The world’s most powerful oil producers (known as OPEC+) agreed to stick to a gradual monthly increase in oil output of 400,000 barrels a day.
The petroleum organisation shrugged away mounting pressure from top consumers such as the US and India to pump more oil to relieve surging energy prices.
OPEC+ will meet again on March 2 to decide on April output levels.
Crude oil prices hit fresh 7-year highs of US$89.70/bb in wake of the meeting. Gains quickly faded around midnight and back to the US$87/bb range.
"Any oil gains quickly evaporated after Iran’s oil minister reiterated Iran is ready to boost our supply to the market as quickly as possible," commented OANDA senior market analyst, Ed Moya.
"Energy traders were not surprised and sold the OPEC+ announcement. The oil market is not really any closer to seeing additional barrels of crude, but today we are not seeing any fresh catalysts to send prices to fresh highs."
Goldman Sachs said that even if OPEC+ brings forward its production outlook in April, it may only shave off just $3 to oil prices.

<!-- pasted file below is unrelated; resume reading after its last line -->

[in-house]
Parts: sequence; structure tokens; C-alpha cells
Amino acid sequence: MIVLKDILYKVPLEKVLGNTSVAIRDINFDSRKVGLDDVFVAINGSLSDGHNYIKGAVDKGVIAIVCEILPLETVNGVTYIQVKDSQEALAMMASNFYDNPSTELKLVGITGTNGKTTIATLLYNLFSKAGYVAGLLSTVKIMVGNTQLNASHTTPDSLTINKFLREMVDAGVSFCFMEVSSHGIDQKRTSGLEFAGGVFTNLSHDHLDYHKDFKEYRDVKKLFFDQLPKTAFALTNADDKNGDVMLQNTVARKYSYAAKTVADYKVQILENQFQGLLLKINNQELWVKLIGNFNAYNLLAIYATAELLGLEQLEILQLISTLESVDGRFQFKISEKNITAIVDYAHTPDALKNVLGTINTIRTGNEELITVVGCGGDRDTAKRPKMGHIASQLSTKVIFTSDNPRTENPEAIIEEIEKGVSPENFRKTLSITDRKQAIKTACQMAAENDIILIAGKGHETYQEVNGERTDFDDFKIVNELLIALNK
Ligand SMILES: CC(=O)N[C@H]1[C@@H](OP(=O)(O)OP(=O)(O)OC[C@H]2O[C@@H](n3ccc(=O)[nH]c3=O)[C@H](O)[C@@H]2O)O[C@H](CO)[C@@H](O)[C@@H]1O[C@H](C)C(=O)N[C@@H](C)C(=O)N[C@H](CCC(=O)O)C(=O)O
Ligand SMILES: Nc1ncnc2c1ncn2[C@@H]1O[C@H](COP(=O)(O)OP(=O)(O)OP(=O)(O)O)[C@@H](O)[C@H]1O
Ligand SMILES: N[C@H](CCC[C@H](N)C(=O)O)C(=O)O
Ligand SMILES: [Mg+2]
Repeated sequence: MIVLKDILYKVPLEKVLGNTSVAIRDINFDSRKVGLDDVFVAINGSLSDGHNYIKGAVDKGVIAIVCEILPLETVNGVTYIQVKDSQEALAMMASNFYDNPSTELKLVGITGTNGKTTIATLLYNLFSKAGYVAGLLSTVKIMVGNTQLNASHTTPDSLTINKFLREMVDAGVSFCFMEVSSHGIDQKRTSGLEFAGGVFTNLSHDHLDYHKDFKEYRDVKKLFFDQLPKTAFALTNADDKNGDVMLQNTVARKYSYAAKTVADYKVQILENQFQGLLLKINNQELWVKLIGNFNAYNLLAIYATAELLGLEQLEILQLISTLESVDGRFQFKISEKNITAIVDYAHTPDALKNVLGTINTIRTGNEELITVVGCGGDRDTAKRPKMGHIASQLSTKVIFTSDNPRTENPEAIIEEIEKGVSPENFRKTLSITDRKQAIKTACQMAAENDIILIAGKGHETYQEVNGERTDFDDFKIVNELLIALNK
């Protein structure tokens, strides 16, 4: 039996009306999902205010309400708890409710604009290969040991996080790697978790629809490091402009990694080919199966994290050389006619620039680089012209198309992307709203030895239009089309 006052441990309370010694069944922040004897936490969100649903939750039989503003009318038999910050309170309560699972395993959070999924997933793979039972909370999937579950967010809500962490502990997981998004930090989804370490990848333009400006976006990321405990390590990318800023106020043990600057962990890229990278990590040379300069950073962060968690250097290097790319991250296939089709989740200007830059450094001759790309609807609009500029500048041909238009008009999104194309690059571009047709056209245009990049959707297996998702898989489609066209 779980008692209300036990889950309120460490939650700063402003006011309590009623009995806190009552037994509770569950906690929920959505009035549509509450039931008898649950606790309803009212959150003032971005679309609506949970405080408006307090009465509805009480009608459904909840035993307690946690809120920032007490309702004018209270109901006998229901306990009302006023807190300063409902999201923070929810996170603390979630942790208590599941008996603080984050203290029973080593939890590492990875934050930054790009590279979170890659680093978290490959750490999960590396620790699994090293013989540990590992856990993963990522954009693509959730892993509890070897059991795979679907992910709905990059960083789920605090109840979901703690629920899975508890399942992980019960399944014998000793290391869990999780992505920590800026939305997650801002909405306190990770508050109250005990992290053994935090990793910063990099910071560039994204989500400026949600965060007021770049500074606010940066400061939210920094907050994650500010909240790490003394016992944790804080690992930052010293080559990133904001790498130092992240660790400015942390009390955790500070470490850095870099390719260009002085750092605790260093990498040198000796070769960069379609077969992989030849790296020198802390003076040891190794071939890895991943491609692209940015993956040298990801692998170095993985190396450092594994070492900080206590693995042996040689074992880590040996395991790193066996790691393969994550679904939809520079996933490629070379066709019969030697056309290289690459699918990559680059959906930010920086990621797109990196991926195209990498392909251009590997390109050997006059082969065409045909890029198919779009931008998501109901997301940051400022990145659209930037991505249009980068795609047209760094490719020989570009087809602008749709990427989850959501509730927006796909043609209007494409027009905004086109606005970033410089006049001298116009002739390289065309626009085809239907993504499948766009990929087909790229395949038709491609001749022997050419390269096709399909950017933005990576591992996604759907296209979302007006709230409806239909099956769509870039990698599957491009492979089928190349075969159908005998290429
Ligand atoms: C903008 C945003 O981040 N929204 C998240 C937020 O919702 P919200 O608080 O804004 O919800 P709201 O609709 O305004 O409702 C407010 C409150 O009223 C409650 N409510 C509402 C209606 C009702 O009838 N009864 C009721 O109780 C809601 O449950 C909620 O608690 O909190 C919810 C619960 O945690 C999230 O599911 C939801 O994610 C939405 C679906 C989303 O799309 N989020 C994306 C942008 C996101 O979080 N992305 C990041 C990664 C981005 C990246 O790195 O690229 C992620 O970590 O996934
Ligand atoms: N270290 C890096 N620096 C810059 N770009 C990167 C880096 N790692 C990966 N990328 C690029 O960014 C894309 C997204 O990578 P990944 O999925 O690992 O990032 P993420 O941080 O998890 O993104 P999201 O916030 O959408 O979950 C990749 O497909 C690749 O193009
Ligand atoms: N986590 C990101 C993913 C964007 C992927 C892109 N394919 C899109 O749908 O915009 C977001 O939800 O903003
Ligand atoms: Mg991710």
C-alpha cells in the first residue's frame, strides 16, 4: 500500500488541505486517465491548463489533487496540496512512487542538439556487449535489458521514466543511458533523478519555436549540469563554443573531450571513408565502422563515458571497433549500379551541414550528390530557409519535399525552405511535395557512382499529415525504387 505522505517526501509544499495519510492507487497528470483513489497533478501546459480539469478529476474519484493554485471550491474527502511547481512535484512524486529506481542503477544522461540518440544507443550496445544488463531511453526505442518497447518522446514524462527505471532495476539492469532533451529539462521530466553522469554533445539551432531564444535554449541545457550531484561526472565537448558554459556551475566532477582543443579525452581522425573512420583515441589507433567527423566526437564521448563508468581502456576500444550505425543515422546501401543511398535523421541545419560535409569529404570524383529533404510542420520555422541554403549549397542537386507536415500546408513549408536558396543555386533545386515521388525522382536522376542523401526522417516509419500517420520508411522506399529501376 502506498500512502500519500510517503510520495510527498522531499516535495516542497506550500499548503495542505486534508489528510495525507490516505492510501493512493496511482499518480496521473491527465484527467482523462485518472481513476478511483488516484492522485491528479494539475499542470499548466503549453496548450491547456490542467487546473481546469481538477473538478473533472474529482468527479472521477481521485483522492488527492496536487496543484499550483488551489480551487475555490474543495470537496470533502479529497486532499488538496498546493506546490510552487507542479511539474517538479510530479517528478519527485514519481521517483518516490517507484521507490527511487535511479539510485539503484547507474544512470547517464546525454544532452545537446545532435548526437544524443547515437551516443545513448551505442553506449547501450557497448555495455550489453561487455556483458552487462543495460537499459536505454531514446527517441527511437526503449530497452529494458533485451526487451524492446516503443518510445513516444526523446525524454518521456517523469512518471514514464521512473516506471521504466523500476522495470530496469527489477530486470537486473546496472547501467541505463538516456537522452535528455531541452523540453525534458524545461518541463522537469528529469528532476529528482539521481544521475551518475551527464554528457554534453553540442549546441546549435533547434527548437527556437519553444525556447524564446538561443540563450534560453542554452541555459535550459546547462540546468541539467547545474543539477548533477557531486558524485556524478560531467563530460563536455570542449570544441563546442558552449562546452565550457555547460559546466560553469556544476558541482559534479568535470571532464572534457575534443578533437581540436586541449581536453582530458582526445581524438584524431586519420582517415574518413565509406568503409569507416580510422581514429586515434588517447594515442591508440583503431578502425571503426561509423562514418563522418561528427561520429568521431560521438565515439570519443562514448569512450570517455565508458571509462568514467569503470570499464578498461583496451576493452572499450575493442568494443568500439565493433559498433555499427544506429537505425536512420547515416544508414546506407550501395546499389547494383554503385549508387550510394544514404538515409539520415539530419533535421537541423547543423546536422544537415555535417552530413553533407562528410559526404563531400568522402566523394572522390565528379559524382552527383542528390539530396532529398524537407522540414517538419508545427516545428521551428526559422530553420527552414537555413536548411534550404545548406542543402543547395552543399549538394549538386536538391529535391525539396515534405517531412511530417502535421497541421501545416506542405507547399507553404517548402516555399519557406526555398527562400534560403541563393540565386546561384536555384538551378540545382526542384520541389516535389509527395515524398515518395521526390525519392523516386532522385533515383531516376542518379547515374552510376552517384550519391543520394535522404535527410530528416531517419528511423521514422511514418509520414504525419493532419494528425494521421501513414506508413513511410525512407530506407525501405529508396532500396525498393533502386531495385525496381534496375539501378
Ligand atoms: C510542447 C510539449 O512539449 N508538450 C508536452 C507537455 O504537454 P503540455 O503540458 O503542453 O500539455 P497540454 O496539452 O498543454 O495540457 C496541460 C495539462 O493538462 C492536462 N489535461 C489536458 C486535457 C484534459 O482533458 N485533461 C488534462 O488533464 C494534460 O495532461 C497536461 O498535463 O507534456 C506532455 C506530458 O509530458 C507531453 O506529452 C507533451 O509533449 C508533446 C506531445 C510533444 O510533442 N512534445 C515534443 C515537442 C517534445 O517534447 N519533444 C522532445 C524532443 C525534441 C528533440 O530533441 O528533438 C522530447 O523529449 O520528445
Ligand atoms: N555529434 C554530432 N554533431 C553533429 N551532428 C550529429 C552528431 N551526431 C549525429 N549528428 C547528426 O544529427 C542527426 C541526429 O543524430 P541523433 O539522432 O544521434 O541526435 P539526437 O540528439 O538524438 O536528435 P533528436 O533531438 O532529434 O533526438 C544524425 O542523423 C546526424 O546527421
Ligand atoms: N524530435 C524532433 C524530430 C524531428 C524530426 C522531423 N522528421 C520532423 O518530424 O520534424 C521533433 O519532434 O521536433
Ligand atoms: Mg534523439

Goldman flagged critically low levels of inventory across a broad range of petroleum products and the lack of spare capacity to ramp up supply.
In the past few months, OPEC+ members such as Nigeria, Angola and Malaysia have struggled to hit quotas, according to S&P Global Platts.
"If this trend persists, the oil market is likely to swiftly move into deficit and push oil prices even higher, at a time of soaring inflation," said S&P Global Platts in a note on Thursday.
Morgans reiterated an Add rating for both stocks on Wednesday.
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